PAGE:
According to data released last week, holiday shopping sales in 2014 grew. That’s good news for the economy, and it suggests American consumers are feeling optimistic about the future. But behind the scenes, the uptick in sales was made possible by the dedicated men and women who make our modern transportation sector function. As our economy continues to turn the corner, we must ensure these workers are equipped to meet growing demand in a way that is not only more efficient than it’s been in the past, but also safe.
One area on which Congress should focus is the less than truckload (LTL) freight market. LTL freight is responsible for serving more than 9 million customers every day across the U.S. Professional drivers rely on twin trailers which measure 28 feet – significantly shorter than the full-length or “long haul” 53-foot trailers many motorists are familiar seeing – to take goods from manufacturers to distribution centers and on to retail outlets. As the demand for LTL freight delivery continues to grow, the industry has adopted significant safety upgrades, yet the sector hasn’t realized commensurate gains in productivity.
The math is straightforward. Five extra feet would allow each trailer to carry an additional pallet of goods, an 18 percent expansion of volume. Without changing any weight limits or relaxing any safety standards, we can reduce traffic congestion by removing 1 out of 9 trucks from our roads and highways.
The trucking industry wouldn’t be adversely affected as the industry can barely keep up with existing driver shortages.
Moreover, the reduction of LTL travel would directly benefit the environment by reducing the amount of diesel fuel means less pollution. Utilizing data from the federal Department of Transportation, conservative estimates indicate this change would result in a reduction of at least 4.4 billion pounds of carbon emissions each year.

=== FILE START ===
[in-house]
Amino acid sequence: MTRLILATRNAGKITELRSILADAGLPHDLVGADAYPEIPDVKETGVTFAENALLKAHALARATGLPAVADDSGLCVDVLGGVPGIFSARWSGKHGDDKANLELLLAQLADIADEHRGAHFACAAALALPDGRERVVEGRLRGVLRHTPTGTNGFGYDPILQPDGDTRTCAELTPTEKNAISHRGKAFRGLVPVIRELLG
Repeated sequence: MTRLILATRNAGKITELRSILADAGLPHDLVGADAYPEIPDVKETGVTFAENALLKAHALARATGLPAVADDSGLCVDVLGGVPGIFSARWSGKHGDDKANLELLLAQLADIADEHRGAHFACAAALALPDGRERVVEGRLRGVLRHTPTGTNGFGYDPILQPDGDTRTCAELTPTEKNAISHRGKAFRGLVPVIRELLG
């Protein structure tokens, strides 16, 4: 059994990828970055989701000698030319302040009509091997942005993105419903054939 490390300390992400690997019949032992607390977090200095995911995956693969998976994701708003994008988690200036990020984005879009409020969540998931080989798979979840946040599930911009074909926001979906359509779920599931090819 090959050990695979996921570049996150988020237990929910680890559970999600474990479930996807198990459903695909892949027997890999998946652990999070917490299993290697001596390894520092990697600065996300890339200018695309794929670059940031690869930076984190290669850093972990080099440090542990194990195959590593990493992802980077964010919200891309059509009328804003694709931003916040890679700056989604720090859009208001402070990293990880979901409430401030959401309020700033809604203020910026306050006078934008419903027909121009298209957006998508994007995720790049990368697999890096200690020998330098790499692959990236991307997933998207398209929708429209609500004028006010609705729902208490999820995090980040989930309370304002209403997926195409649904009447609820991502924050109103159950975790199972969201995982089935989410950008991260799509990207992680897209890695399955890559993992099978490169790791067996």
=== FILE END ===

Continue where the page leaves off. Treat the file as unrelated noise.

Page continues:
Perhaps most importantly, the congestion relief will directly impact every American driver as the proposal would reduce the number of trucks on the road. In fact, it is estimated we would reduce trucking trips by 6.6 million per year and miles driven by 1.3 billion per year which also translates to 912 fewer crashes on our highways.
Research has also shown 5 extra feet on twin trailers could provide increased stability when in use, resulting in improved manageability for truck drivers. By slightly increasing the design length, the extended wheelbase increase stability and improve handling.
Fewer trucks, fewer trailers, less gasoline, less wear on our roadways and most importantly, less congestion represents a win-win for us all.
Let us work with our lawmakers on Capitol Hill to approve the regulations which ensure the LTL industry continues to meet demands in a safe, efficient and environmentally-conscious manner. It is the right way to start the New Year – with the gift of productivity, environmental benefits, and increased safety for us all.
McCown is the former general counsel at the Federal Motor Carrier Safety Administration.